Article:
Biology ETDs

Publication Date

5-1-2015

Abstract

In ovarian cancer, disease and treatment can be examined across multiple spatial scales including molecules, cells, intra-tumor vasculature, and body-scale dynamics of circulating drugs. Survival of primary tumor cells and their development into disseminated tumors is related to adhesion between the cells, attachment, and invasion. Growth of new tumors depends on the delivery of nutrients, which depends on the tumor diameter and the tumors vasculature. Drug delivery also depends on tumor diameter and vasculature, and molecular- and gross-scale drug processes. A cellular Potts simulation integrated data at these multiple scales to model microscopic residual disease during relapse after a primary surgery. The model generated new hypotheses about tumor cell behavior, and the effectiveness of drug delivery to tumors disseminated in the peritoneal cavity. First, the model required high intra-tumor adhesion in ovarian tumors, the existence of an unknown factor that drew tumor cells to vessels, a threshold of vascular endothelial growth factor (VEGF) for initiation of endothelial sprouting, and constitutive expression of angiogenic chemical messengers by tumor cells prior to needing oxygen. Alteration of the model incorporated drug delivery by the two standard routes, intraperitoneal and intravenous, from tumor vasculature parameterized from real patient data. Delivery of both small- and large-molecular weight therapies was superior during intraperitoneal therapy. Finally, empirical and theoretical distributions of vessel radii were considered. Samples from tumors with each type of vascular morphology were run as though too distant from the peritoneal cavity to receive peritoneal delivery, with three results: first, intravenous delivery was superior to the secondary delivery into the circulatory system from a primary intraperitoneal delivery. Second, small molecules penetrated homogeneously across all cells, regardless of vascular volume or morphology, while antibodies penetrated heterogeneously, particularly in low-vessel-volume samples. Third, when each of the whole tumors was considered, this heterogeneity resulted in a large sub-population of cells that accumulated non-therapeutic levels of antibody, even during the best delivery scenario (IV). Fourth, delivery of antibodies was poorest in the empirical distribution. Finally, hypotheses were generated about the impact of heterogeneity of drug delivery, to be addressed as future questions.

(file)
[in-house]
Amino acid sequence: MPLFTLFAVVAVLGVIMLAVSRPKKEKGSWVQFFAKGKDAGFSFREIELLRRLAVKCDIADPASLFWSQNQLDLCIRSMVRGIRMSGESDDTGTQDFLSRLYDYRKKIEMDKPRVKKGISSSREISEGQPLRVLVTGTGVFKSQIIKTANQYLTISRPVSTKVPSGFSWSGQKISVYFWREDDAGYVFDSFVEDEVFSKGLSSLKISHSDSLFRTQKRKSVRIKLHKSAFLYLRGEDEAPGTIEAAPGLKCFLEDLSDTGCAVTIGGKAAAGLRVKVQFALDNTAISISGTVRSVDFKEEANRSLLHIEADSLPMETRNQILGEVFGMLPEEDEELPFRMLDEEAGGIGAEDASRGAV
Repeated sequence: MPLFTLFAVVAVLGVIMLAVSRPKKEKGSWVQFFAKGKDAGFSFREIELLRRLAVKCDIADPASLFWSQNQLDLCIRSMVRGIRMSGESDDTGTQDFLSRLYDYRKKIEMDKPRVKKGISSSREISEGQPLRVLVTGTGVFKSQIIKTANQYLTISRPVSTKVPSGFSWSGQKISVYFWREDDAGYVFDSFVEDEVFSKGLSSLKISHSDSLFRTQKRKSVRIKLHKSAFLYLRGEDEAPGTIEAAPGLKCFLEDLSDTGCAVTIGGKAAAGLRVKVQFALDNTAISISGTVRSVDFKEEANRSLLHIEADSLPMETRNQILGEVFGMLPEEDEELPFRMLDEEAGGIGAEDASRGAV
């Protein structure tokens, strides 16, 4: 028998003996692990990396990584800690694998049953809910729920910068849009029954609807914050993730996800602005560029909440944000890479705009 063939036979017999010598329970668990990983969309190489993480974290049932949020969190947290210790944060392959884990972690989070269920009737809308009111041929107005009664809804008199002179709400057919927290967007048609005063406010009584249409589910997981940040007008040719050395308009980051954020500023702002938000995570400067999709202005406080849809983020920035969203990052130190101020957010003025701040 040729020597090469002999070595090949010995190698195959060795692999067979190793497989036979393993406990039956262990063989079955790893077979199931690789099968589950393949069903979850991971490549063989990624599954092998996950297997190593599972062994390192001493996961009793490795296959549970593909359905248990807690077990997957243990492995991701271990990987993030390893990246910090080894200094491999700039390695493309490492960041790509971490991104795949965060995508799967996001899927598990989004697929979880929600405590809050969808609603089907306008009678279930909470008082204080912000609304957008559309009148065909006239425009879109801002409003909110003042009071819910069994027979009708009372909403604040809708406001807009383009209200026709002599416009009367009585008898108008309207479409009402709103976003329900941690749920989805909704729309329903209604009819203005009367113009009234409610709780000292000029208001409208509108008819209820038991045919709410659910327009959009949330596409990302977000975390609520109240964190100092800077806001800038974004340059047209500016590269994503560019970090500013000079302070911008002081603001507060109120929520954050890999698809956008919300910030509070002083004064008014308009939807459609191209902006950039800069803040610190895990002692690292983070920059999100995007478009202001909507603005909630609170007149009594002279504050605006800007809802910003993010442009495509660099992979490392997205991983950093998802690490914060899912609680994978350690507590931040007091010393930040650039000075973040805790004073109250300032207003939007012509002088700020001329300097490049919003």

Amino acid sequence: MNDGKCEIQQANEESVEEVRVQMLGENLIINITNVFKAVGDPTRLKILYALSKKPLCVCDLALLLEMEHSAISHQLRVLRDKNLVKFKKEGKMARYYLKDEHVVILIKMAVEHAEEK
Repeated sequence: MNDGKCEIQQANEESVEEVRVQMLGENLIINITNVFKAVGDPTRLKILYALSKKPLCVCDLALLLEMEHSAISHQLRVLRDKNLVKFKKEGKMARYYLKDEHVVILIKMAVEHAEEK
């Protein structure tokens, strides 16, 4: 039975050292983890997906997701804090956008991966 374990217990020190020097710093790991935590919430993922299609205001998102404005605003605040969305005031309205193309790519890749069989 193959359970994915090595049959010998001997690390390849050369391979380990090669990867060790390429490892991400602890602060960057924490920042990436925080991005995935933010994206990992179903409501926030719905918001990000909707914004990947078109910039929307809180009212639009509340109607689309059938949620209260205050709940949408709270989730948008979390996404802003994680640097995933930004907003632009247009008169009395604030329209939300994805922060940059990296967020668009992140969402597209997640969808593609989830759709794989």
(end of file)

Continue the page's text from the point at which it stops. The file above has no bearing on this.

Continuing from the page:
Language

English

Keywords

multi-scale, cellular Potts, ovarian cancer, ErbB2, drug delivery, vascularization, tumor modeling

Document Type

Dissertation

Degree Name

Biology

Level of Degree

Doctoral

Department Name

UNM Biology Department

First Advisor

Moses, Melanie

First Committee Member (Chair)

Wearing, Helen

Second Committee Member

Jiang, Yi

Third Committee Member

Wilson, Bridget S.

Fourth Committee Member

Wearing, Helen

Included in

Biology Commons

Share

COinS